Why share houses are a great idea for expats.

First post

We are coming up to six months of living in Manchester, and I must say it has gone by quickly. The glorious rainy days and the chilly winds of the North have been an incredibly welcome change to the humidity that encapsulates Brisbane. Looking back to moving over and not really having a job lined up or place to rent waiting for us seems kind of crazy. I had been researching suburbs and best places to live in Manchester, the transport lines and reviews of whether catching a train or tram was worth the extra few pounds per month – whether or not to live in the city centre or set up home in the quaint suburbs south Manchester had to offer. But to just pack up your life and move with two weeks lined up at an Airbnb to sort it out in hindsight is risky.

We ended up living in Didsbury, a leafy suburb in South Manchester on the East Didsbury tram line and surrounded by pubs on both sides of our block.

And it was in a share house.

There are pros and cons of living in a share house, and for some the cons considerably outweigh the pros. I can completely understand it, I relate to it, I’ve lived the cons. But when it comes down to it, every decision we made moving overseas had to be smart.

Diving headfirst into a one bedroom apartment with council tax bandwidths, foreign utility providers, TV licenses, and six-digit post codes was daunting and expensive. Plus, unlike Brisbane, tenants have to pay an agency fee just to apply for somewhere to rent. While this backfired on me getting a bank account, there were a few boxes we ticked that outweighed living with a weirdo.

Cost effective and effortless
Potentially the smartest box living in a share house ticked was how cost effective and effortless it was. We knew we were going to be living in the UK for two full years at least, and a compromise for our living standards was we wanted a nice, clean room big enough for two people – and mould free. Very important detail there for anyone with respiratory issues or allergies as the air is very humid here.

There was no way we could have considered London either, because for the price range we wanted to rent a Harry Potter-style cupboard under the stairs would have been a luxury. All of the bills are normally included in share houses, along with furnityre, which meant we didn’t have to fork out hundreds of pounds buying a house worth of stuff we had sold in Australia the month before. We also didn’t need to set up or think about providers, internet, licenses or council tax until we decided to get our own place. At by which time research and conversations with fellow expats and mancunians could be had. One payment, and off it went until the next month for six months. Very handy.

Saving money
An angle to a share house being effortless with everything being included is focusing on saving money to travel. We knew a share house was only going to be a stepping stone for establishing ourselves with a job and routine, however for some it is the only living arrangements that suit. When you understand the local tax and bills you can start to figure out your margins of what you are saving, and put that towards a future deposit or destination on the holiday list.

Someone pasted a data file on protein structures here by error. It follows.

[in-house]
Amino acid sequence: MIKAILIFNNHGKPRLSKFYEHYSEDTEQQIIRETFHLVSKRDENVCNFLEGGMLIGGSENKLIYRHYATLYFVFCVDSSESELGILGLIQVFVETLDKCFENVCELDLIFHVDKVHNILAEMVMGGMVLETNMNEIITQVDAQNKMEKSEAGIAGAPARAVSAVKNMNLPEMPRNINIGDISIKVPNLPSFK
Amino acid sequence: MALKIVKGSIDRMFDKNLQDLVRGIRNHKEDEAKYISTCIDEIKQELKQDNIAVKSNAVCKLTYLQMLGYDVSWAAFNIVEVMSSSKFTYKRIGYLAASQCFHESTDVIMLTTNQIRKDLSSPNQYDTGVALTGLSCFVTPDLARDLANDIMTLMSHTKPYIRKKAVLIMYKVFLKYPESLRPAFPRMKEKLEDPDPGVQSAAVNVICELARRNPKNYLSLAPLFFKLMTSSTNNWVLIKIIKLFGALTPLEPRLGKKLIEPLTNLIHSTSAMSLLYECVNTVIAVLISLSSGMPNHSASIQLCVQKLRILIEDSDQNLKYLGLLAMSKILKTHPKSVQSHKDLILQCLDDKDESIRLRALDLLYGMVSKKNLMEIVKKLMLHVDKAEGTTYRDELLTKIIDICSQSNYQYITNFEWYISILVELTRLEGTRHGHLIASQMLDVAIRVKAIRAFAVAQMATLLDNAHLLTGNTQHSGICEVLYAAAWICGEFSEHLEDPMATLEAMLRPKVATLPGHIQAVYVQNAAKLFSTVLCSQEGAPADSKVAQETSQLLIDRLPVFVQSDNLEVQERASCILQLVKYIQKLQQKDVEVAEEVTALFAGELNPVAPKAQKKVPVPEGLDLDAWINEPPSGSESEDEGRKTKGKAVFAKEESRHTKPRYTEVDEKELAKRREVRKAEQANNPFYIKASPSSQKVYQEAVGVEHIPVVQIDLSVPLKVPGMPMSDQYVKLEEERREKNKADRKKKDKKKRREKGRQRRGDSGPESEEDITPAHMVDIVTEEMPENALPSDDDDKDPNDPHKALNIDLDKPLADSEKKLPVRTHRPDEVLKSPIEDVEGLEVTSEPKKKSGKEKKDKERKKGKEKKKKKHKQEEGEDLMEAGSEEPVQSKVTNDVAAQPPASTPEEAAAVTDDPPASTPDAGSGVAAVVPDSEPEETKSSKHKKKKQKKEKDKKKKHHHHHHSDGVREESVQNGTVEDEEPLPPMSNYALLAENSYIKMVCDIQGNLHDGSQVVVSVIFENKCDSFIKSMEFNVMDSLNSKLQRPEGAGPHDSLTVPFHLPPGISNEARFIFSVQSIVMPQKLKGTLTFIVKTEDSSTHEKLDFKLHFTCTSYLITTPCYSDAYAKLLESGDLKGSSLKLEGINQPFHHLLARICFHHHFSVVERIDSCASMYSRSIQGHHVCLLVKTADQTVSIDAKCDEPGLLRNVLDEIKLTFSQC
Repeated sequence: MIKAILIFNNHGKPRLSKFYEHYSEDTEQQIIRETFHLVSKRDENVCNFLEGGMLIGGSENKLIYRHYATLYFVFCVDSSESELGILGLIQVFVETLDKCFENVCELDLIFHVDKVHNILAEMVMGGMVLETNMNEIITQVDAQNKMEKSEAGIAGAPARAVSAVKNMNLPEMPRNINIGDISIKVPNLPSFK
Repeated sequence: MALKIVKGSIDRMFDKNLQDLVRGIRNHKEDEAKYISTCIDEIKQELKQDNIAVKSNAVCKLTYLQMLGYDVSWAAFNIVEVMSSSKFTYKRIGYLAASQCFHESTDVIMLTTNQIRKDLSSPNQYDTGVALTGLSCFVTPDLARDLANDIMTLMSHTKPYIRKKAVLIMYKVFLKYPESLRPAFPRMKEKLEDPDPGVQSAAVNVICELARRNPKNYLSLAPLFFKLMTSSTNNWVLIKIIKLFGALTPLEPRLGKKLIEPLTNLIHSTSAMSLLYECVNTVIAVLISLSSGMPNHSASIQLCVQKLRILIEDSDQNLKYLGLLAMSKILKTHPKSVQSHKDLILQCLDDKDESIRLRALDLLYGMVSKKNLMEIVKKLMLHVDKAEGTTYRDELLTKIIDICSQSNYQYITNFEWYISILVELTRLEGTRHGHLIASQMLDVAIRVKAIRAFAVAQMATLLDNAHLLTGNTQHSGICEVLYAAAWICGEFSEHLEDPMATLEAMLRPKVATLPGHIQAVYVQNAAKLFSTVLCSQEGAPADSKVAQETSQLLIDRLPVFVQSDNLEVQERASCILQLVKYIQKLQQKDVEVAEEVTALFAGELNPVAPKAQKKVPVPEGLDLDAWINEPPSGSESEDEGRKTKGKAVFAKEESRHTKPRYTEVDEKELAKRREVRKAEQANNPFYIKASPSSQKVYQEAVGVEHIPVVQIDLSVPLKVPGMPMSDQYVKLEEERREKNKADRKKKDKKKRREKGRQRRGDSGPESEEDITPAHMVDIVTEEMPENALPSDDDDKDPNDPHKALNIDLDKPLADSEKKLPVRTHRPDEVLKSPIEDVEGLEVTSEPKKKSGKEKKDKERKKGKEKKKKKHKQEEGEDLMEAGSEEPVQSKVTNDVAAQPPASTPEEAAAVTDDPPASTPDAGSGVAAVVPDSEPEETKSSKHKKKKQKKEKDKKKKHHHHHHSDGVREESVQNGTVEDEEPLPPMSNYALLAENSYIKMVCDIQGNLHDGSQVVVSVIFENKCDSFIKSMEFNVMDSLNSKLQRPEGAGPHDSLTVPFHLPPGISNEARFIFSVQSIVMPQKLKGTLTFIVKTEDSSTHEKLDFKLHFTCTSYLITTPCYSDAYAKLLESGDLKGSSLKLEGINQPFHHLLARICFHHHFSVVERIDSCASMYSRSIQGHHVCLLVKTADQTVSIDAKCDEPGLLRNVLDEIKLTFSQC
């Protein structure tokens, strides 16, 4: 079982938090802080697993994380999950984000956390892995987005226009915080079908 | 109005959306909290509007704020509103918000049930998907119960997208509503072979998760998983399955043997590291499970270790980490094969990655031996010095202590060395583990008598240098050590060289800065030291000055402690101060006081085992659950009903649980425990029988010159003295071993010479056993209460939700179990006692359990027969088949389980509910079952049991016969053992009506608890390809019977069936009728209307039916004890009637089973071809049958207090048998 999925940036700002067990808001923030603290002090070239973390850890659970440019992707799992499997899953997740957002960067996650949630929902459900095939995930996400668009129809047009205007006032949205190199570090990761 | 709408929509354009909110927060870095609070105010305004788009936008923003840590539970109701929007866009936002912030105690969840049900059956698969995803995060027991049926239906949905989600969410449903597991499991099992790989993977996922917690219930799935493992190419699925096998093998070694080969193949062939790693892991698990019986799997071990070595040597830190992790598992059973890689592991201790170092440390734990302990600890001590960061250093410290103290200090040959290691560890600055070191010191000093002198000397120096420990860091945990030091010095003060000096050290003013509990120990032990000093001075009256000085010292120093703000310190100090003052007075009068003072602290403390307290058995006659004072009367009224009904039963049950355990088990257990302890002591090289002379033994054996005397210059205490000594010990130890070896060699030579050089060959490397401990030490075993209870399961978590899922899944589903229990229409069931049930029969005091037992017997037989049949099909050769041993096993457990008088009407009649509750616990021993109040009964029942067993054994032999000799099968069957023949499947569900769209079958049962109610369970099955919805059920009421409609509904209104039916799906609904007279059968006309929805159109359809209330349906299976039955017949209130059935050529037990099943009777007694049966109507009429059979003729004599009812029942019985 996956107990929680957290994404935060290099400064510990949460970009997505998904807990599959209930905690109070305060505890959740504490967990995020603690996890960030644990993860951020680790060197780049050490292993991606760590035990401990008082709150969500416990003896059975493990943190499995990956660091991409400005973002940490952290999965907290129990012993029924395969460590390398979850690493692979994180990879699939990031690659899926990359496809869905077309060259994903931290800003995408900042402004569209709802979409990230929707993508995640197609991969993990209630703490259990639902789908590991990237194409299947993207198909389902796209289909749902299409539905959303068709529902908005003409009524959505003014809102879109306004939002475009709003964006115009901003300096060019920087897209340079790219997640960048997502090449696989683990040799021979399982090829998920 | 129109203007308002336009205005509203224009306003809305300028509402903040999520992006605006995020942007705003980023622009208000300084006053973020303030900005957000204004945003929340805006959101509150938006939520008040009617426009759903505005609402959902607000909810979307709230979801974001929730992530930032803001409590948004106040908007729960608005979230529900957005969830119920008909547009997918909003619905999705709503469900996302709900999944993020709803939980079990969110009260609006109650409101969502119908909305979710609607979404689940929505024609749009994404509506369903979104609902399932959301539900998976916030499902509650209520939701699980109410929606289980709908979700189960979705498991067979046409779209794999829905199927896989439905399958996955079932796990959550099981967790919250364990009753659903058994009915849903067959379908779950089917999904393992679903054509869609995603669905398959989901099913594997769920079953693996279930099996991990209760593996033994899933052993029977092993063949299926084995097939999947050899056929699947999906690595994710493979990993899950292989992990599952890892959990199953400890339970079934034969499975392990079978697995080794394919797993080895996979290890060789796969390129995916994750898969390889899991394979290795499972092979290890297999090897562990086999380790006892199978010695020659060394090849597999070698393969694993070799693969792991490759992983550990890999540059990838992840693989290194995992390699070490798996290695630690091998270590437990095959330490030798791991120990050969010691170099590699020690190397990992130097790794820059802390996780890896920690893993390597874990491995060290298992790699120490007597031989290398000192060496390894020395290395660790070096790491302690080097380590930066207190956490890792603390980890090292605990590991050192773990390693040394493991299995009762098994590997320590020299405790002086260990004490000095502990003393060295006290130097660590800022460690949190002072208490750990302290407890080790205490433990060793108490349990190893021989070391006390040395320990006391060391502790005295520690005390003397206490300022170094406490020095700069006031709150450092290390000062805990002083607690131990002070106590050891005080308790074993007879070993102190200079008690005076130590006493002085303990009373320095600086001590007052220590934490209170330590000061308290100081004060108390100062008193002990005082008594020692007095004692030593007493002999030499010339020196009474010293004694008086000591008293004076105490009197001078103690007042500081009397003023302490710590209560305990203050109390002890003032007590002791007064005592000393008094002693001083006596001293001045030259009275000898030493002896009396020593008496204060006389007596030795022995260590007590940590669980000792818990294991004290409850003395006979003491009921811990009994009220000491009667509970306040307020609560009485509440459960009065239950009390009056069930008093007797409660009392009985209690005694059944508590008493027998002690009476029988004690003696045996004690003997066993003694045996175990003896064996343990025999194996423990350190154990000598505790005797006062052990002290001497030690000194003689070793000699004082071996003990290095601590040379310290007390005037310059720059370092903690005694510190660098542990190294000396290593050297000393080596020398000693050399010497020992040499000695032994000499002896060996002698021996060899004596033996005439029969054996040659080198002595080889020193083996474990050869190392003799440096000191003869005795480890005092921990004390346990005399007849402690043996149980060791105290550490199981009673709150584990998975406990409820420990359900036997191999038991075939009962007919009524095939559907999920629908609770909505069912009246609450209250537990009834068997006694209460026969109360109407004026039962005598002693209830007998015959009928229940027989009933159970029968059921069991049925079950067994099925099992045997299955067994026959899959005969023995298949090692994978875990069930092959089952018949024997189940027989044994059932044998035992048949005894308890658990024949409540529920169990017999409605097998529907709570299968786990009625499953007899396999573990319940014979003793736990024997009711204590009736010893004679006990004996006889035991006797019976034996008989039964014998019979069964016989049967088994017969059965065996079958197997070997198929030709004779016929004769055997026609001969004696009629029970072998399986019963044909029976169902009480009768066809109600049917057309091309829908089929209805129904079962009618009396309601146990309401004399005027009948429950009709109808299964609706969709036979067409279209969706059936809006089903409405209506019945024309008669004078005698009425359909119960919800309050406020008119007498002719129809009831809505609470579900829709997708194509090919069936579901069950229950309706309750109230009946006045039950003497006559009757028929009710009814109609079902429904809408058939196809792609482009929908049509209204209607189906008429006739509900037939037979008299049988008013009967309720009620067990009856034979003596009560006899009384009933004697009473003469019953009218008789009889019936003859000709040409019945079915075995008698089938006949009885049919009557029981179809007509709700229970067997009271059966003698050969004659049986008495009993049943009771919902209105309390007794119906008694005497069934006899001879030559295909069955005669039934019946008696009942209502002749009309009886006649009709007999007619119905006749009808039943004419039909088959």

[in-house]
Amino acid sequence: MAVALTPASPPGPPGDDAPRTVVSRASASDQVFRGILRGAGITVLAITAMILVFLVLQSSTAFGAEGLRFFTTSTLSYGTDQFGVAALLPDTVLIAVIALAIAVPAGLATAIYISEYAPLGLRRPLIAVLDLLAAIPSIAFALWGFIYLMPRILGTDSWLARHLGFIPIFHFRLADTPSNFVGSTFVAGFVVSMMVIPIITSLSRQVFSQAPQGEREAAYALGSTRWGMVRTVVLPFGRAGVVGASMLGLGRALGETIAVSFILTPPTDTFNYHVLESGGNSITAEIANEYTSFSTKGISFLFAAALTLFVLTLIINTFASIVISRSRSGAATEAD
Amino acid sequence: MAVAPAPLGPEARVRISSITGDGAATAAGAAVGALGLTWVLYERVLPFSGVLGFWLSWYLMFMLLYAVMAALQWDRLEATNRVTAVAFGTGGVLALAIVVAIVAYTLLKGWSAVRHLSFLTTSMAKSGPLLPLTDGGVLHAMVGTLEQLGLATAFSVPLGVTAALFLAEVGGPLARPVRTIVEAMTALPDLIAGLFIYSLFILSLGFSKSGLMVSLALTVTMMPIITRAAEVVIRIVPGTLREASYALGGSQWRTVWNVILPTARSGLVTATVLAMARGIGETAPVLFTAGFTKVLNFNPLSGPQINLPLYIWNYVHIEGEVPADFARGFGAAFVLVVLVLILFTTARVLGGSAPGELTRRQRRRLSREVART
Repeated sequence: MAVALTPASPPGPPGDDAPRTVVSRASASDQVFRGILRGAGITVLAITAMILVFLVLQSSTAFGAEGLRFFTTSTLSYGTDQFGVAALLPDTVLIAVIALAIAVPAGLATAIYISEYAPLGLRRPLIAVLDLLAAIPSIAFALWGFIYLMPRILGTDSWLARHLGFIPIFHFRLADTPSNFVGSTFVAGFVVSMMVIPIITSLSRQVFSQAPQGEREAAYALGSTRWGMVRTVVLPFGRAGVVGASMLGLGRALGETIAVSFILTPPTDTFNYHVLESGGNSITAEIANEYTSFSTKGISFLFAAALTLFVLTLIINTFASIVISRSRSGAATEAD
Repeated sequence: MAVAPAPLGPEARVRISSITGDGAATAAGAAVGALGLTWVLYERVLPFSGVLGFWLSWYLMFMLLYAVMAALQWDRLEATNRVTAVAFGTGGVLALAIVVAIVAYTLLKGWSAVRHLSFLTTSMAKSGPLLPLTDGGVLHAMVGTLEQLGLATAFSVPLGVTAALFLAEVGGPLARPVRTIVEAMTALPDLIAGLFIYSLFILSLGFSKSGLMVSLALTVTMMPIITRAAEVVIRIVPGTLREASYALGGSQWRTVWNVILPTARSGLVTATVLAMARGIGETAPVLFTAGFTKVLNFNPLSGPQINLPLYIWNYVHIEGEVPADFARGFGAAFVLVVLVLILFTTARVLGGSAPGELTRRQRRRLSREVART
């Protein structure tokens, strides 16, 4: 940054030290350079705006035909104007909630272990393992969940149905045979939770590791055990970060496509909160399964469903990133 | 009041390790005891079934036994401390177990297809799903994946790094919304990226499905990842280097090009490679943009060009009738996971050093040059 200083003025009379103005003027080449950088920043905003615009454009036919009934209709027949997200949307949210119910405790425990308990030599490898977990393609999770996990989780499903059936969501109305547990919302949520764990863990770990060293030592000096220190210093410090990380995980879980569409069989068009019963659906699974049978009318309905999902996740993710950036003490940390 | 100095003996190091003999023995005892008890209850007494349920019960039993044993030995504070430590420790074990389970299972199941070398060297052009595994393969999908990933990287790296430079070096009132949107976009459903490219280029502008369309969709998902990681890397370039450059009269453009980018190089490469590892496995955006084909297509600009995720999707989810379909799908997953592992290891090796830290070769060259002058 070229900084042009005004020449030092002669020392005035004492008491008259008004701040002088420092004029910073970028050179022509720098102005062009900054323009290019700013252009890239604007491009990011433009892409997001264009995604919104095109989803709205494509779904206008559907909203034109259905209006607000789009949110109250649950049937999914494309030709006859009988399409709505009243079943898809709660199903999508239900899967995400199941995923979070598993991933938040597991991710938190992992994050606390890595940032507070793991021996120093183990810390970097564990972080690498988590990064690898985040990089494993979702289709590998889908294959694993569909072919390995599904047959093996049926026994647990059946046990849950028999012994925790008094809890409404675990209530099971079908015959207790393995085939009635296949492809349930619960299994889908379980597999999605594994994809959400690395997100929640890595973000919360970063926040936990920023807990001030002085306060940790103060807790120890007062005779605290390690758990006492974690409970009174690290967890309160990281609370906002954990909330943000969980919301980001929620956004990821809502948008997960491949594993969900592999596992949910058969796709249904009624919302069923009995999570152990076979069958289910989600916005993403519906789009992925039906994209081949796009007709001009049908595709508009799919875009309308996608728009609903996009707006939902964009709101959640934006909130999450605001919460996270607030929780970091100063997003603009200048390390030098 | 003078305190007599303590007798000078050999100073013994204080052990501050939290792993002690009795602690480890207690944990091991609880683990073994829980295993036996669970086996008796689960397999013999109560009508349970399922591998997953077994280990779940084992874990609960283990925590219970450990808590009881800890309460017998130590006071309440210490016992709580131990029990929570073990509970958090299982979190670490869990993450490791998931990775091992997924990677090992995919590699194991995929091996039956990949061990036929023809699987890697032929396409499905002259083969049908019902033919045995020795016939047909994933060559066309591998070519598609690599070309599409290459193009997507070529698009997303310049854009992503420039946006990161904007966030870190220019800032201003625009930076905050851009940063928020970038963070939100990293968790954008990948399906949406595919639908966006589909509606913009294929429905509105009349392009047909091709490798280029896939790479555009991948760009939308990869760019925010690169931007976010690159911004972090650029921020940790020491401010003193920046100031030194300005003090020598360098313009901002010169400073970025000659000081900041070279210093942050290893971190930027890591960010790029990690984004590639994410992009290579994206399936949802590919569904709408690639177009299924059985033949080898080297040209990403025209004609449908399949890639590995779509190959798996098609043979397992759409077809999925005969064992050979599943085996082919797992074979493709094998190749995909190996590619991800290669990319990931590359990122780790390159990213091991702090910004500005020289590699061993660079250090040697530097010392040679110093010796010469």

Exploring the UK and being so close to Europe was the biggest reason for us to move overseas, and it makes me want to cry to hear stories of people going overseas and spending more than 50% of their salary on rent. One story in particular that stood out to me was a friend who moved to London, fell into a relationship with a guy, and moved in together into a two-bedroom place near London after a couple of months. The relationship was passionate, and ate up even more of her budget to the point where she was staying in on weekends while everyone else was off travelling to Scandinavia and Ireland (Dublin is a £34 trip – or $55 Australian dollars – and certainly cheaper than a trip to Sydney!). After moving back to Brisbane – single – there were a couple of regrets.

Getting to know your new town
It is easy to take for granted knowing the best shops to go for new work outfits, groceries, and dinner spots. Living with other people in a share house gives you the chance to quiz locals on their favourite spots. Obviously, the key here is not to overdo it with questions – save some for the Facebook expat groups and work colleagues, and random people in bars perhaps if you’re brave after that cocktail. We never would have been to Chester if one of our roomies hadn’t suggested it!

Now that six months have flown by and our contract has come to an end, we couldn’t be happier to move out into our own place. There is something so incredibly amazing about walking around at any time of day in your undies and fluffy slippers with a tea in one hand and cold pizza slice in the other. It cannot compare to saving money when you have a stable income and will to part with an extra hundred quid a month. But! You can style every room, enjoy going to a clean bathroom every morning knowing there won’t be any surprises, and you won’t need to worry about that awkward roommate who likes to have the TV volume on low to hear you talk in the next room.

You learn life lessons and meet incredible people when you’re in a share house, and I wouldn’t change my experience for the world despite the challenges we faced along the way. The room in Didsbury became our home away from home and there were some great memories made there.

I would encourage and hope any person moving to the UK to try it for a short six-month lease to set yourself up and make your own happy, hilarious, awful, and exciting memories as an expat!

 

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